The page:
After almost a week in Bangkok we were more than ready to head down South and get a heady dose of sun and sea on the famed Andaman Coast. There was only one thing standing in our way: the fifteen hour overnight bus trip. Just to refresh your memories, this was the trip we had booked on our whirlwind tuk-tuk buddha/(fake)TAT office tour, so after many worst-case-scenario warnings from our friends at Sam Sen Sam Place, we were sincerely relieved when the bus did eventually show up (about an hour late). Of course at this point, we had no inkling of the horrors to come.
Let’s just say the bus wasn’t exactly the ‘VIP’ standard it was sold to us as, and this was just the first one. Four different busses, about 100 stops, some eye-wateringly pungent urine stenches, one flat tire, a leaking air-con, incessant Thai-Pop karaoke videos, an attempted scam, much roadside waiting, and eventually, 22 hours and countless Oreos later, we arrived in Phuket Town; sweaty, exhausted, frustratedly, but slightly bemused.
Since we had already made plans to be on the Gulf Coast for New Years (Ko Phangan, 100 000 people, should be an experience), we decided to leave the hardcore full moon party madness till then, and headed straight for what we thought would be the relative beachside calm of Patong. As if. After meeting up with Anton (a good friend from PE) and Brandon (Hayley’s brother who lives in Phuket) we were immediately introduced to Bangla Road; home to lethal booze buckets, an assortment of lady-boys, ping-pong shows, tattoo parlours and all the other hallmarks of excessive tourist revelry. Somehow though, after our hellish bus trip, this felt like the perfect place to be so we proudly donned our western tourist caps and sank our teeth in, and were accordingly rewarded with top notch hangovers the next day.
We sussed out Patong and decided that we needed somewhere a little less commercial, and allot more idyllic, which it turns out is rather a challenge to find on Phuket in the monsoon season. After one night in Kata (where the beach was closed due to dangerous currents) we eventually found ourselves all the way down South in Rawai, a less popular tourist beach (more of a fishing village vibe) which is infinitely more affordable, relaxing, and (in our opinions) more appealing. Once we decided to settle here for a couple of days, we rented a scooter and went zipping around the Southern part of the island, which really made things far easier in terms of seeing some of the sights, and finding secluded little beaches and more interesting food choices.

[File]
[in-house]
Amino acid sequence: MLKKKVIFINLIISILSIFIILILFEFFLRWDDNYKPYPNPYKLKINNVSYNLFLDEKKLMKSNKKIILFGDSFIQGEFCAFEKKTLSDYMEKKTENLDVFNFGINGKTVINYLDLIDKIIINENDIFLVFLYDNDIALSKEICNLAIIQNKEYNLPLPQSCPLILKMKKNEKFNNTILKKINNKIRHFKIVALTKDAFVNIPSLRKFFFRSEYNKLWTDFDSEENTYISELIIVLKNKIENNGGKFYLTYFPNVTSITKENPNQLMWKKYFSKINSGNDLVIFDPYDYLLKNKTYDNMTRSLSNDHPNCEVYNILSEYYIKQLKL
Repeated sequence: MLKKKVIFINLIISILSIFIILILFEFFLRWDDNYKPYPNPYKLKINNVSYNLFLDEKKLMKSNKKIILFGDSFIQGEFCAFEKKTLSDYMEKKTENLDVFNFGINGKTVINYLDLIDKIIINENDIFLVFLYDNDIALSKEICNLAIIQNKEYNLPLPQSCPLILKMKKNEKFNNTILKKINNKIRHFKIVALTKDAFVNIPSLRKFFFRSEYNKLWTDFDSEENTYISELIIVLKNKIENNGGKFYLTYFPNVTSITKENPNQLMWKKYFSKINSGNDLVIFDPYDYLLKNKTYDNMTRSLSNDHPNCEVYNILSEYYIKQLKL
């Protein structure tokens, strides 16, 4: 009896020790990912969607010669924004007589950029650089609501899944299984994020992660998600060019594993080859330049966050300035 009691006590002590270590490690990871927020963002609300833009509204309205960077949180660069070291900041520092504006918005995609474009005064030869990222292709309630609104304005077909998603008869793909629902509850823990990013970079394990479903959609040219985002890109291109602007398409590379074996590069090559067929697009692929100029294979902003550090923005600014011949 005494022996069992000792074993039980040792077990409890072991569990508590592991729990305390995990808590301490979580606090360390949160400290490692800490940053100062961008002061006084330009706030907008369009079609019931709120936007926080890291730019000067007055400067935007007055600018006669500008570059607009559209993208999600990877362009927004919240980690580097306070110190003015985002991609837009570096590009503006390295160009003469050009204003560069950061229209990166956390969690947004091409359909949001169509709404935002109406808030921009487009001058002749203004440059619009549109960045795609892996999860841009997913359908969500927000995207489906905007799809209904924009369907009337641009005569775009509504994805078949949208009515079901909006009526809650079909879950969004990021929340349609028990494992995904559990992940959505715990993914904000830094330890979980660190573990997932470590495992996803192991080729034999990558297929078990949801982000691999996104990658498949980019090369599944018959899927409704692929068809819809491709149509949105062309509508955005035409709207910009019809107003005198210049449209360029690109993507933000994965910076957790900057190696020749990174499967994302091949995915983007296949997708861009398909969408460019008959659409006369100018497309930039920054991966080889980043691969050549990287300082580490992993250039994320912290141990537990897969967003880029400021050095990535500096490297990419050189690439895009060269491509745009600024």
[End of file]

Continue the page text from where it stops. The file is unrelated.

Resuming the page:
However, it was only when we caught the ferry across to Rai Lay Beach in Krabi that we got our first taste of what the Andaman really has to offer; soaring limestone karst formations, emerald waters, serene beaches, lush forests and no cars. Rai Lay and Ton Sai are veritable islands, as even though they are part of the mainland, enormous karst buttresses separate them from the larger Krabi Province, so they are only accessible by boat. The whole area is rock-climbing heaven and there are climbers everywhere you look, on every climbable surface, and there is no doubt that if you stay long enough even the most hesitant individual will eventually be taken in by the climbing mania. Walking across the island from Rai Lay West to Rai Lay East (there is only one footpath) we were taken in by the abundant plant and animal life; the swathes of greenery only broken by sheer limestone cliffs and the boisterous monkeys. It is incredibly humbling to be somewhere where nature so clearly has the upper hand and it takes a good couple of days for one’s senses to adapt to the surroundings, as we found that even on our second and third days there we still could not help but marvel at the scenery every time we walked anywhere (stalagmites and stalactites even envelope the walkway to the beach). This wonder was only compounded when we rented some kayaks and got to see some of the offshore formations more clearly – some of them really defy logic.